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8/06/2008 [ interview ]

An Interview with April Ossmann

by Amber Pearson

Q: One of my favorite qualities of this book is something you say in “Satisfaction”: “So you’re grateful, / even if what you don’t have / is more real / than what you do.” I can’t help but think that this is in some way the experience of reading Anxious Music. The paper book I hold is permeated with things that can only be said to be present in the mode of not being there, whether they are things that weigh less than nothing, numbers below zero, or someone who died and now is not gone but, thanks to physics, is everywhere. Why—or perhaps how—is your writing so full of things that aren’t there?

A: What an interesting insight! No one else seems to have noticed that before in my writing, including myself. I can think of a couple of reasons this is a constant in my work. One has to do with desire—that we tend to think of desires as being what we want but don’t yet have. I think we are less conscious of desiring what we do have (and like having)—though we’d be happier if we were more conscious of it! I think the other reason that my work is “full of things that aren’t there” is that I’m questioning what we think of as reality. Maybe everything we can imagine is here, but we haven’t learned to see—or even imagine it, yet. We didn’t know that atoms or bacteria where there until we learned to see them.

Q: The world in these poems is not a passive object upon which the “I” voice acts; instead, doorknobs reach out unexpectedly to grab the hand grabbing them, an ass and a chair depend on each other for identity, and in “Rain,” water in a gutter, shadows, and an imaginary trip to Brazil all demand the attention of “you.” How do you see a world so full of its own agency? How should we read such a world?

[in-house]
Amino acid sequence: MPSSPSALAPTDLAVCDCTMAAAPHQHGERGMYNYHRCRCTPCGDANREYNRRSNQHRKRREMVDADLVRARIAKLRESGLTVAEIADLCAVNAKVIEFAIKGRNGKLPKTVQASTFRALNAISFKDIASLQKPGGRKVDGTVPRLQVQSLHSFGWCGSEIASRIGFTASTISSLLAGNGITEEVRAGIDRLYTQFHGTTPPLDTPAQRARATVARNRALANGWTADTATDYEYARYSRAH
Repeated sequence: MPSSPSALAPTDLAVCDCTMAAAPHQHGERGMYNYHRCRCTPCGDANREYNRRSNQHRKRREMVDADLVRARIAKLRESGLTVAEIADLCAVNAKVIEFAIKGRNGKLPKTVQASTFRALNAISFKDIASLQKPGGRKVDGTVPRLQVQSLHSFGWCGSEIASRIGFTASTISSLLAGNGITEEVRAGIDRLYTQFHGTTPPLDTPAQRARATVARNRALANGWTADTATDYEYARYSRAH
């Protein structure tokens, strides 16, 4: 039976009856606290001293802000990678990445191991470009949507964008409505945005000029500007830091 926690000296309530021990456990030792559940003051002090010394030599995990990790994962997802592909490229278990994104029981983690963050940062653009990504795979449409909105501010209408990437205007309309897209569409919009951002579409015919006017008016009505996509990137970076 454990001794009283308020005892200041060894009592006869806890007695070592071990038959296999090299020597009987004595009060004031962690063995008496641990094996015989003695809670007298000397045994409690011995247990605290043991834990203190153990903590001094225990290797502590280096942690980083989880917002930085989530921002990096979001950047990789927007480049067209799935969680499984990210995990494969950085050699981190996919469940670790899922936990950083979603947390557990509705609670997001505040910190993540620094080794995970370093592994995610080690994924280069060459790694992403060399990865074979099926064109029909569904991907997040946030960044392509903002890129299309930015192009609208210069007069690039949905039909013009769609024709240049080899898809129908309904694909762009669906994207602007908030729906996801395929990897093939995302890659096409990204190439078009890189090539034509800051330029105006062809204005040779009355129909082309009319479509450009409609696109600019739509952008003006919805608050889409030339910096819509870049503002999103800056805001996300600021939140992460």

A: It’s not that I (consciously, anyway) see the world as being so much full of its own agency, as much as that I see everything as interconnected, that each action we take has ripple effects beyond what we ever intended or imagined; and that other’s actions affect us similarly. I hope to become increasingly aware of that interaction, to be a more thoughtful and better co-agent or co-creator. Naturalist John Muir said “When we try to pick out anything by itself, we find it hitched to everything else in the universe,” and disciplines as various as quantum physics and mysticism tell us the same thing. These ideas have been a major influence for me.

Q: The narrative voice in this book keeps asking anxiously for a sense of unity. “One” pleads, “I wanted anything / I couldn’t have / or perhaps to become one / with the culture of wanting.” “One With It” celebrates snow’s “picture-perfect equanimity / and equality.” Yet the book is full of failed unions as well; for example, in “Separations,” despite the “ascension” at the end of the body becoming elementally connected to the world, the title suggests the unity is lacking, and in “Satisfaction” the narrator’s sense of connection is also a sense of loss. What is the role of this tension?

A: My ego likes feeling different/special, but my spiritual self sees the apprehension of oneness or unity as the ideal, all as integral, but not interchangeable, parts of a whole. I guess that accounts for some of the tension, and also makes me a species of mystic (in the Taoist sense of the term). And mysticism seems to me to be a way of dealing with—of denying, redefining or transcending—loss. I think that many of our strongest connections are inspired by a shared sense of loss—and fear of loss, and that most poetry, maybe all, owes something to that sense or fear, acknowledged or not. The text of “Separations” is meant to contradict the title, to suggest that the separations we make are false, but as you point out, it also speaks to the tension in my work. I have to thank my unconscious for that one.

Q: Many of these poems call themselves sure, self-reliant, controlled, or certain, and they are: clean, cogent, a sure sense of line—and then promptly question that sureness, as in “Y”: “The more you know, the less you comprehend. Is this / where apprehension begins?” Even unexpected line breaks like the one above begin to erode that surety. What does it mean to be sure? What are these poems sure of?